Want to lose weight? Try eating. That's one of the strategies being
developed by scientists experimenting with foods that trick the body
into feeling full.
At the Institute of Food Research in Norwich, England, food expert
Peter Wilde and colleagues are developing foods that slow down the
digestive system, which then triggers a signal to the brain that
"That fools you into thinking you've eaten far too much when you
really haven't," said Wilde. From his studies on fat digestion, he said
it should be possible to make foods, from bread to yogurts, that make
it easier to diet. While the research is preliminary, Wilde's approach to curbing
appetite is one that some doctors say could be key in combating the
"Being able to switch off appetite would be a big help for people
having trouble losing weight," said Steve Bloom, a professor of
investigative medicine at London's Imperial College, who is not
connected to Wilde's research.
Controlling appetite a challenge
Scientists in North America and elsewhere in Europe are also trying
to control appetite, including through chemical injections or
implantable devices that interfere with the digestive system. Bloom said that regulating appetite through modified foods is theoretically possible. Other mechanisms in the body, like cholesterol production, are already routinely tweaked with medicines.
But Bloom warned that controlling appetite may be more challenging.
"The body has lots of things to prevent its regulatory mechanisms from
being tricked," he said.
For instance, while certain hormones regulate appetite, the brain
also relies on nerve receptors in the stomach to detect the presence of
food and tell it when the stomach is full.
Wilde's research hinges on the body's mechanisms for digesting fat.
Fat normally gets broken down in the first part of the small
intestine. When you eat a high-fat meal, however, the body can only
digest the fat entirely further down in the intestine. That sparks a
release of hormones that suppress appetite.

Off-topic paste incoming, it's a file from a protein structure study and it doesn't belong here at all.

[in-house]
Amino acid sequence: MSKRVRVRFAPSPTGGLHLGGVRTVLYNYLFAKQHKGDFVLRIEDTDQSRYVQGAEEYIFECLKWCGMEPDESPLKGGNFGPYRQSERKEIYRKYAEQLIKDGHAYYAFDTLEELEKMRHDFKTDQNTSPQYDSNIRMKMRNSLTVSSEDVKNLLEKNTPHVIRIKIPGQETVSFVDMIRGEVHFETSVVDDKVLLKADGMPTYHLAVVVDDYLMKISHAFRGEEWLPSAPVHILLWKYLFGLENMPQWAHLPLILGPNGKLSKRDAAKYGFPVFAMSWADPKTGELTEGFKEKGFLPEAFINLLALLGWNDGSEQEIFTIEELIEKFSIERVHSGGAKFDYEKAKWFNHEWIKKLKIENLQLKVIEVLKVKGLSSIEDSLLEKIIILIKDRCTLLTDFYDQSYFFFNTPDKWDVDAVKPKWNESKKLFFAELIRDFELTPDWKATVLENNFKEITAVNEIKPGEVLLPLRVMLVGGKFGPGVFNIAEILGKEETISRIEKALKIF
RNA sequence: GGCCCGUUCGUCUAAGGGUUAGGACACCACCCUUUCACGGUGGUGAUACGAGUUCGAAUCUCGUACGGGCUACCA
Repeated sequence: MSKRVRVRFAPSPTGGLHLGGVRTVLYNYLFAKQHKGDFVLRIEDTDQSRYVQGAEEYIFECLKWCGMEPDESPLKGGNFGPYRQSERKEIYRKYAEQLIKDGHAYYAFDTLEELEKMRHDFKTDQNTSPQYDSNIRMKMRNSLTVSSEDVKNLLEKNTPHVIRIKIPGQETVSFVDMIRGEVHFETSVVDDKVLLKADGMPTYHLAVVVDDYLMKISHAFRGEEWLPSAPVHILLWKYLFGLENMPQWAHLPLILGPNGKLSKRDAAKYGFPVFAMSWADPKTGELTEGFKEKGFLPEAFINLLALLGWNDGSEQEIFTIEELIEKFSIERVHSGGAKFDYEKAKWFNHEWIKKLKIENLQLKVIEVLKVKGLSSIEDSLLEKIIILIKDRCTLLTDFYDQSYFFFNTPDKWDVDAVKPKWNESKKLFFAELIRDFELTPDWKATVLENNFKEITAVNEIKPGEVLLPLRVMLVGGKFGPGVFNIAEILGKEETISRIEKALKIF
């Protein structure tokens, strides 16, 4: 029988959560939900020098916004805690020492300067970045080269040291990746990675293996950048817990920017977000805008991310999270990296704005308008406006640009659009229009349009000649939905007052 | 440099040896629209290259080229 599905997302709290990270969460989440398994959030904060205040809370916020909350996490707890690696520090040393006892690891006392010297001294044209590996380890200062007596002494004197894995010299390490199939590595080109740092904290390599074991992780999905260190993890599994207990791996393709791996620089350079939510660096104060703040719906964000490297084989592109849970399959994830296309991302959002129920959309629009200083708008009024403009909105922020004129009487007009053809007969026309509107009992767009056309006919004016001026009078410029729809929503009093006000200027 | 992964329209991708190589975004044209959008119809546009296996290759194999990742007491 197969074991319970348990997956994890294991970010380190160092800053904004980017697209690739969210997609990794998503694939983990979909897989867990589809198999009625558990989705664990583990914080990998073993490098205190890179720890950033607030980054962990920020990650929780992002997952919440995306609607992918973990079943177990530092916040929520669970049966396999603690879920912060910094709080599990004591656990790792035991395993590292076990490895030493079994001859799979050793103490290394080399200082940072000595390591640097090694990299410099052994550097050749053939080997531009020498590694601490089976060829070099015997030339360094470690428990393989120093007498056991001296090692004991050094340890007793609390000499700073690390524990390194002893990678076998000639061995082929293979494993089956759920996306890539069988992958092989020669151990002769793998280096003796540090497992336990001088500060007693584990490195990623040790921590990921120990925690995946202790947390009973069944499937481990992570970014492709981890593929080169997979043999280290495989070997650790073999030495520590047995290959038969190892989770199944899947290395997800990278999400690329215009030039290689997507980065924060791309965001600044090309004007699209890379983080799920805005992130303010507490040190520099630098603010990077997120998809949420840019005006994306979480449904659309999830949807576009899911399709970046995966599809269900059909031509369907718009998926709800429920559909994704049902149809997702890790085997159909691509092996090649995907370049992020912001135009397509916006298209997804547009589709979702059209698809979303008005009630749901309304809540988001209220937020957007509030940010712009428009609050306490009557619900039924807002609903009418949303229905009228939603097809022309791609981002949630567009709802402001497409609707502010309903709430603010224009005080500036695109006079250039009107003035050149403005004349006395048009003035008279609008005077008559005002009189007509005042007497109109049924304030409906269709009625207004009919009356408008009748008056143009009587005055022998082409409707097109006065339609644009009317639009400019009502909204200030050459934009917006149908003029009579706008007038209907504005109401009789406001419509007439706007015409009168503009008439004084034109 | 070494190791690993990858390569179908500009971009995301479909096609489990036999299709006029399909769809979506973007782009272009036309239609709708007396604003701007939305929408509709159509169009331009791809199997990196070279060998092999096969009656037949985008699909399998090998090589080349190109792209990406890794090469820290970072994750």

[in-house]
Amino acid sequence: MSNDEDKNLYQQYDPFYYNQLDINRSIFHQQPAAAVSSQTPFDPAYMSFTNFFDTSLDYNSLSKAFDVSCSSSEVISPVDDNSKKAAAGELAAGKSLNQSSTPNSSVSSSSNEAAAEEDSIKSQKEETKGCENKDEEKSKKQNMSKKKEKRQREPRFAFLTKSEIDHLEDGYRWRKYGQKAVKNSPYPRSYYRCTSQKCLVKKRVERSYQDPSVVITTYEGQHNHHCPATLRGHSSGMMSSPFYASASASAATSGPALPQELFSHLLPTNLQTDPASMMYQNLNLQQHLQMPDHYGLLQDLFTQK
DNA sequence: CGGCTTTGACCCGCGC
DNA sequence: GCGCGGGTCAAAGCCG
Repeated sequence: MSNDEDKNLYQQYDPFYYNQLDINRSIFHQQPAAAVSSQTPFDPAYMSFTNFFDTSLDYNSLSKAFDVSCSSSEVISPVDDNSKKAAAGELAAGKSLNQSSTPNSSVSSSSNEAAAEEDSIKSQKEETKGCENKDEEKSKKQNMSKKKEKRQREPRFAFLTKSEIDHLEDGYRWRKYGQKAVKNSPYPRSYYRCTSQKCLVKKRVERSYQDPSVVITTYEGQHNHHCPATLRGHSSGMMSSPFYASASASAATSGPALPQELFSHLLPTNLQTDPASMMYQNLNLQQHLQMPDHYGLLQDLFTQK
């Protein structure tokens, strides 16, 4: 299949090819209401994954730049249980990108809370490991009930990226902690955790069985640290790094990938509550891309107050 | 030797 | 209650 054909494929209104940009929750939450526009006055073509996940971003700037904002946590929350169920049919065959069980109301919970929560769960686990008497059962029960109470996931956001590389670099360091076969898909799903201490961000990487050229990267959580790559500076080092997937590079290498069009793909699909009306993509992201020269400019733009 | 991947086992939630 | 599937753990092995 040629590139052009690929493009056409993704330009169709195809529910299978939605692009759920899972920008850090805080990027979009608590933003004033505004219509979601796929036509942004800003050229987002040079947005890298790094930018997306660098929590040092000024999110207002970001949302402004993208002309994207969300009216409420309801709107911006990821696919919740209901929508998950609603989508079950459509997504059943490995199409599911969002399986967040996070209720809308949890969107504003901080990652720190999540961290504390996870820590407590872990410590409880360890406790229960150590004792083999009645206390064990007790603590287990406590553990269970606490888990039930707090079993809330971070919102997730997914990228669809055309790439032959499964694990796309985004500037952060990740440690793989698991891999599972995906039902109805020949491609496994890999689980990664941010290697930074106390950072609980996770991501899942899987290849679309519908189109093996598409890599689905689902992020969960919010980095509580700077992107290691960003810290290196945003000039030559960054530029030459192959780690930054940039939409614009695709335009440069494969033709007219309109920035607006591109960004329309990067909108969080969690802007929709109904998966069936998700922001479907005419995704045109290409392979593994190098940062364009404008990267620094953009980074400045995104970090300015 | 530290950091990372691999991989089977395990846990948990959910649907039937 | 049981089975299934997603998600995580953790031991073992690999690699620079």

Wilde's approach copies what happens with a high-fat meal: he coats
fat droplets in foods with modified proteins from plants, so it takes
longer for the enzymes that break down fat to reach it.
That means that the fat isn't digested until it hits the far reaches
of the intestine. At that point, intestinal cells send a signal
telling the brain it's full.
Approach similar to diet drugs
Even though the body hasn't had a high-fat meal, it suppresses the
appetite as if it has. If the fat had been digested earlier in the
intestine, no such signal would be sent. Wilde said the technique should work with any foods that contain fat, like dairy products, pre-cooked sauces, mayonnaise, breads and
pastries, and that taste would probably not be affected.
If all goes well, products could be on shelves within a few years,
he said. In another technique, scientists at the University of Newcastle have
been testing a seaweed extract called alginate that reduces fat absorption by cutting the level of glucose digested by the body before it gets broken down in the large intestine.
That is somewhat similar to how some diet drugs work, such as
orlistat, marketed as Xenical by Roche Holding AG, and Alli by
GlaxoSmithKline PLC. Orlistat blocks fat absorption, but can result in side effects like
gas and diarrhoea. Scientists think that those side effects could be avoided if fibre intake were increased.
In taste tests by several dozen people, participants found that
alginate-enhanced bread tasted as good as or even better than regular
bread, said molecular physiology professor Jeffrey Pearson, who is
leading the Newcastle research.
"It would be very helpful to reduce people's calorific levels by
stealth, so they don't notice there's been a change," Pearson said.
"People don't want to completely change their lifestyle and stop
eating. ... This lets them indulge again."
Concern over control of diet 'magic bullet'
Food companies and pharmaceutical firms are also exploring ways to
tinker with appetite. In 2004, Unilever bought the rights to a South
African plant traditionally chewed by tribesman to ward off hunger.
A small study found that people given the plant extract, hoodia
gordonii, for 15 days, slashed their food intake by 1 000 calories
compared to people on a placebo. A Unilever spokesman said the extract
would be added to a food or beverage and could hit the market within a
Not all experts are convinced appetite-stopping foods will be a
cure-all for obesity. "Humans are a very messy group to control," said Alice H.
Lichtenstein, a nutritionist at Tufts University. People are motivated
to eat for various reasons, from taste to price to childhood nostalgia,
Other experts worry about how such foods might be regulated once
they are available. "If you have this magic bullet, how do you control
who gets it? What do you do about anorexics or female adolescents?"
asked Peter Fryer, a chemical engineer at the University of Birmingham
who also researches modified foods.
But experts agree that foods that cut appetite could be an effective
tool against obesity. "Dieting is an awful bore and most human beings are very gullible,"
Bloom said. "We need all the help science can provide." – (Sapa, October 2008)
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